I've been in Balatonalmadi for three weeks, a small lake town about an hour southeast of Budapest. I think the town is confused by my presence. All the other summer tourists have left - but for some reason that American girl is still here...
It's a curious town because it's so idealic - the ice cream shop, the jovial German baker, the kids on bikes, the old people sitting on benches. The houses are large, I'd classify most as mansions, with ornate wood detailing and large panel windows. The town center is right out my door, with a couple of little restaurants and shops, and the train station. On the other side of the tracks is a sculpture park, tennis courts, and the lake. Lake Balaton is the one of the largest lakes in Europe, I believe the largest in Eastern Europe. They call it a "sweetwater" lake. I did notice something a little more off today. Kind of eerie. Walking home from the farmers market I passed a locked and gated camp site. 20-30 small cabins. They're cute, each had a small patio and eaves. But something about the symmetry. Each was a perfect rectangular cube, doors and windows in the same place on every one, all facing south; and lined, one directly behind the other, in two long columns. I guess any campsite could look like this, and considering this is a popular summer destination, I shouldn't assume. But knowing the history of Hungary in the context of the Nazi and communist regimes, I can't help but wonder if it was built for another purpose.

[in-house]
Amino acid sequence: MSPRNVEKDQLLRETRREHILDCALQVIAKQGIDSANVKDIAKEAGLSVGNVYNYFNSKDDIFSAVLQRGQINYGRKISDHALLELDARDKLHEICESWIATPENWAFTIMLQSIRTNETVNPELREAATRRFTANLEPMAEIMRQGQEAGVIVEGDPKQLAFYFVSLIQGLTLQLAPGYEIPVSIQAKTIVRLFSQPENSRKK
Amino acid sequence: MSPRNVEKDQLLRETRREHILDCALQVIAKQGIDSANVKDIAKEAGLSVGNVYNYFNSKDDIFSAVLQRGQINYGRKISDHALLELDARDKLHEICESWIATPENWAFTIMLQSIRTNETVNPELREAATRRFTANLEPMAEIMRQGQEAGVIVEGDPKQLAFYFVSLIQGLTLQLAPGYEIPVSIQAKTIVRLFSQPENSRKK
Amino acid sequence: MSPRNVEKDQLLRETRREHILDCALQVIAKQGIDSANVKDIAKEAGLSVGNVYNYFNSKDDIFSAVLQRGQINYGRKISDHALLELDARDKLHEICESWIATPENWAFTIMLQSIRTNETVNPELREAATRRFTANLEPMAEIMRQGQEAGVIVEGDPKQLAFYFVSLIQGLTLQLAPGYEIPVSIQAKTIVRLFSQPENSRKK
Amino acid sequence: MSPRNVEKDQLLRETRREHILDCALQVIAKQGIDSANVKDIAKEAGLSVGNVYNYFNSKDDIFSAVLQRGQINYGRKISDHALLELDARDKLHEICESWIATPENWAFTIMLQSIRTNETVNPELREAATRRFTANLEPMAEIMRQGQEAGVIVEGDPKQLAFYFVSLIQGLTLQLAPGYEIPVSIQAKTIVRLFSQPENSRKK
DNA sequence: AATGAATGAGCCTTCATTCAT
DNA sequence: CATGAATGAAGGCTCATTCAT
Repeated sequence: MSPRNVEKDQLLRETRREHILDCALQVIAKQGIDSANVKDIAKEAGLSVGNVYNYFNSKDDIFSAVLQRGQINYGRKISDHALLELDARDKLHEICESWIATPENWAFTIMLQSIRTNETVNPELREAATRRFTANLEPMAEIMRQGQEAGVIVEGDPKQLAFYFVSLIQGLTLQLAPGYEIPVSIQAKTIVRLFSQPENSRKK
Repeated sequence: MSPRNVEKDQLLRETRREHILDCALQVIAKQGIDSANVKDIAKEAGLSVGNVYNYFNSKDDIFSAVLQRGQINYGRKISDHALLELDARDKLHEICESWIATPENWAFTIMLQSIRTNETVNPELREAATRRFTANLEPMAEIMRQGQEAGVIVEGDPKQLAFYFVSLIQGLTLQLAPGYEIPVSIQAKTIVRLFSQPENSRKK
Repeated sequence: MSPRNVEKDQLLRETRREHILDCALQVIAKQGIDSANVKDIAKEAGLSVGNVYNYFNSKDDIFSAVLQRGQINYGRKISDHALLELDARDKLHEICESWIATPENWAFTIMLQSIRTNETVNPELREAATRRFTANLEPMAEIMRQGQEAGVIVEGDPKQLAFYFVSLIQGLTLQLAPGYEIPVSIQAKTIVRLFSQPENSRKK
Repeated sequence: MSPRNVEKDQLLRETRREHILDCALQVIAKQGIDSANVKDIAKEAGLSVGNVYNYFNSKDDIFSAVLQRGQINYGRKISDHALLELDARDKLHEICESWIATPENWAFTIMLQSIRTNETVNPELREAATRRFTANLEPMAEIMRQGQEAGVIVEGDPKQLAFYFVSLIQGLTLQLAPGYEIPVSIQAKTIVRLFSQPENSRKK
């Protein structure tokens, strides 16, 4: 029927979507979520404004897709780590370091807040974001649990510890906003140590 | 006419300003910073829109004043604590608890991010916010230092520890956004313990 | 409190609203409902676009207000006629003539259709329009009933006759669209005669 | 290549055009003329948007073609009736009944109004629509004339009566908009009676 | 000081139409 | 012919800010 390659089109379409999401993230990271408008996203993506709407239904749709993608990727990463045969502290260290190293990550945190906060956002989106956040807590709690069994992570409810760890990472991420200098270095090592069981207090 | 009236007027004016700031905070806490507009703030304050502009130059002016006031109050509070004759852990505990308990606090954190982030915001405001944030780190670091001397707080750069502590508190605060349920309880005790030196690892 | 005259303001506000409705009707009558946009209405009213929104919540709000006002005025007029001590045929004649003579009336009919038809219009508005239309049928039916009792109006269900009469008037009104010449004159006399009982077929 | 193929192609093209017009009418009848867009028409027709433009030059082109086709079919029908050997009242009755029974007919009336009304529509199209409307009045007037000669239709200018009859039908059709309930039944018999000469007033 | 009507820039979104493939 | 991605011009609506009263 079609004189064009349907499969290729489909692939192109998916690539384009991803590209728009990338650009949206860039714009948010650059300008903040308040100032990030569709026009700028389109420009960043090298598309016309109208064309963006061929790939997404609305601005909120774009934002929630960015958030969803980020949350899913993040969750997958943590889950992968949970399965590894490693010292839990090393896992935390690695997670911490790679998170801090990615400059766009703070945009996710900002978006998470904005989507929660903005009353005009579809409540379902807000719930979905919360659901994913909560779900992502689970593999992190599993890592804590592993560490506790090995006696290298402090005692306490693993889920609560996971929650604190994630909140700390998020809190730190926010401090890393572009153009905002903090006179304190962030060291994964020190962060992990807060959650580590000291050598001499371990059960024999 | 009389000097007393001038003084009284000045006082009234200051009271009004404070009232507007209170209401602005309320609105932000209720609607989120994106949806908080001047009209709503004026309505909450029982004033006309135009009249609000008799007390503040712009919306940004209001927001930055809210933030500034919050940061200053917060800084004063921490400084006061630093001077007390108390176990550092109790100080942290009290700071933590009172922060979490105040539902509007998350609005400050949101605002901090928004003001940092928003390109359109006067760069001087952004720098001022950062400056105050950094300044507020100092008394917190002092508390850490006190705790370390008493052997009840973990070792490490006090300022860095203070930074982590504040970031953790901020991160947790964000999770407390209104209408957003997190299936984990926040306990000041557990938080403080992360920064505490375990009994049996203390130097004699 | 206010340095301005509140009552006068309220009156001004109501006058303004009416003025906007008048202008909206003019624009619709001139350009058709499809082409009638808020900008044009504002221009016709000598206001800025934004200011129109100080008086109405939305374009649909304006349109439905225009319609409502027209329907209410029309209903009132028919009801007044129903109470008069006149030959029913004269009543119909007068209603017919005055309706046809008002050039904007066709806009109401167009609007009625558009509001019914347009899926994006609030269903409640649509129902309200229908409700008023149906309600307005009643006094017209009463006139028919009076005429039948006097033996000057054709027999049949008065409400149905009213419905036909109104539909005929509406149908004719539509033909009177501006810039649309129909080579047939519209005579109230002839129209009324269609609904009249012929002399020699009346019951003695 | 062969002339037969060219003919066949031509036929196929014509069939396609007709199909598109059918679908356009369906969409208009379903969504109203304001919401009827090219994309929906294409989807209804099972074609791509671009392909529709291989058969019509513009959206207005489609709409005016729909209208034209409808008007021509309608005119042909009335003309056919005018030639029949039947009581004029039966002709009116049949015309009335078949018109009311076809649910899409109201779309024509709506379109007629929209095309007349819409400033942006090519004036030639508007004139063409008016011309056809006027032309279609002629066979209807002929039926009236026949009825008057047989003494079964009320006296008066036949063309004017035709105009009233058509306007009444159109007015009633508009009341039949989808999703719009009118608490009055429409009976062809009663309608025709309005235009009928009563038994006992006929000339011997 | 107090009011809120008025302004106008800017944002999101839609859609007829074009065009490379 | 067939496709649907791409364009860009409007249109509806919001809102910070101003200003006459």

Anyways, I'm living at AlmadiART, a ceramic, glass, and concrete art studio. I'll be here for another 6 weeks. It's a gorgeous facility, my studio fills with natural light during the day, and has views of the garden. Every now and then a horse drawn carriage will trot by (seriously though, Twilight Zone?). About a year ago I decided to seek out an art residency in Europe, and found this one. I never thought an opportunity like this would be available to me, as a broke artist. But I'm actually saving a significant amount of money by living here for three months rather than in Los Angeles. The exchange rate is strongly in my favor.
So I'm excited and thankful to be here, in this perfect and slightly eerie little town. Being able to devote myself fully to my art is a privilege, and I'm excited to see what my hands can create when I have all the time and resources.